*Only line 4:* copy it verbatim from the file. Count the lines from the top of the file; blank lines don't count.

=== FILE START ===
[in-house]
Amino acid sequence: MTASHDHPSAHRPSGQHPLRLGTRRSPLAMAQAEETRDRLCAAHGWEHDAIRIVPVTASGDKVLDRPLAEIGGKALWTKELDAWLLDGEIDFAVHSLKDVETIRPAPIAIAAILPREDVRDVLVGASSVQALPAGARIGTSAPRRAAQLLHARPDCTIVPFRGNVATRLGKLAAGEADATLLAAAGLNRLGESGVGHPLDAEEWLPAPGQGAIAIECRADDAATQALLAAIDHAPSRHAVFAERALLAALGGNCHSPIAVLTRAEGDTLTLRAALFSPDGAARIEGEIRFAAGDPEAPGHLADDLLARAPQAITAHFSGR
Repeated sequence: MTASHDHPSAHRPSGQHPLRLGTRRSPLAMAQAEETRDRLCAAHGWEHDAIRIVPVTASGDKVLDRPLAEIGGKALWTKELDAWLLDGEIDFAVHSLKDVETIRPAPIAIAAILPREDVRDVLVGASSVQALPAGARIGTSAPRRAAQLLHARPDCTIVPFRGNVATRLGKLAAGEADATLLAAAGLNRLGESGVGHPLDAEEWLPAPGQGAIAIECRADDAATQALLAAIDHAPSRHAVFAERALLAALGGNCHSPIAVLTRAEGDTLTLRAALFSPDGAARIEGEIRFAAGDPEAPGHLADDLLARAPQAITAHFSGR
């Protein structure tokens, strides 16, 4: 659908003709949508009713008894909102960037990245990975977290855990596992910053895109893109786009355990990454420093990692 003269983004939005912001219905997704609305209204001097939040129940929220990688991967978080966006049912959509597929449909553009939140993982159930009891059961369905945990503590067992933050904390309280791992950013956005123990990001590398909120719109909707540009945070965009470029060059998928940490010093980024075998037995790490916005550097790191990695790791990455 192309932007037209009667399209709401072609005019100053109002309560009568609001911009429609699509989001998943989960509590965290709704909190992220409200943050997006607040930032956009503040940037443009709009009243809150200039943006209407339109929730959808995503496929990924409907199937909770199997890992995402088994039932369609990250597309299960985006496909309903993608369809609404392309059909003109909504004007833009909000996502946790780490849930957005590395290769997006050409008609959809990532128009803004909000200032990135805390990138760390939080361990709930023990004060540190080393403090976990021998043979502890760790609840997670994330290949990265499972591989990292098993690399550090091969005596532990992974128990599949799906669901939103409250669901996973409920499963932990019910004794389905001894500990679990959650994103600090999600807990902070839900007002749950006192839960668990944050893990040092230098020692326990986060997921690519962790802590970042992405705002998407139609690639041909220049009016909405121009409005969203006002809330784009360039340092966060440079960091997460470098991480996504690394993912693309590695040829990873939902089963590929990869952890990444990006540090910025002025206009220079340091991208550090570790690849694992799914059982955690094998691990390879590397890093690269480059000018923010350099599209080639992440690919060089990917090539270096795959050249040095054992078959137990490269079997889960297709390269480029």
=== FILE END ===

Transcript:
């Protein structure tokens, strides 16, 4: 659908003709949508009713008894909102960037990245990975977290855990596992910053895109893109786009355990990454420093990692 003269983004939005912001219905997704609305209204001097939040129940929220990688991967978080966006049912959509597929449909553009939140993982159930009891059961369905945990503590067992933050904390309280791992950013956005123990990001590398909120719109909707540009945070965009470029060059998928940490010093980024075998037995790490916005550097790191990695790791990455 192309932007037209009667399209709401072609005019100053109002309560009568609001911009429609699509989001998943989960509590965290709704909190992220409200943050997006607040930032956009503040940037443009709009009243809150200039943006209407339109929730959808995503496929990924409907199937909770199997890992995402088994039932369609990250597309299960985006496909309903993608369809609404392309059909003109909504004007833009909000996502946790780490849930957005590395290769997006050409008609959809990532128009803004909000200032990135805390990138760390939080361990709930023990004060540190080393403090976990021998043979502890760790609840997670994330290949990265499972591989990292098993690399550090091969005596532990992974128990599949799906669901939103409250669901996973409920499963932990019910004794389905001894500990679990959650994103600090999600807990902070839900007002749950006192839960668990944050893990040092230098020692326990986060997921690519962790802590970042992405705002998407139609690639041909220049009016909405121009409005969203006002809330784009360039340092966060440079960091997460470098991480996504690394993912693309590695040829990873939902089963590929990869952890990444990006540090910025002025206009220079340091991208550090570790690849694992799914059982955690094998691990390879590397890093690269480059000018923010350099599209080639992440690919060089990917090539270096795959050249040095054992078959137990490269079997889960297709390269480029």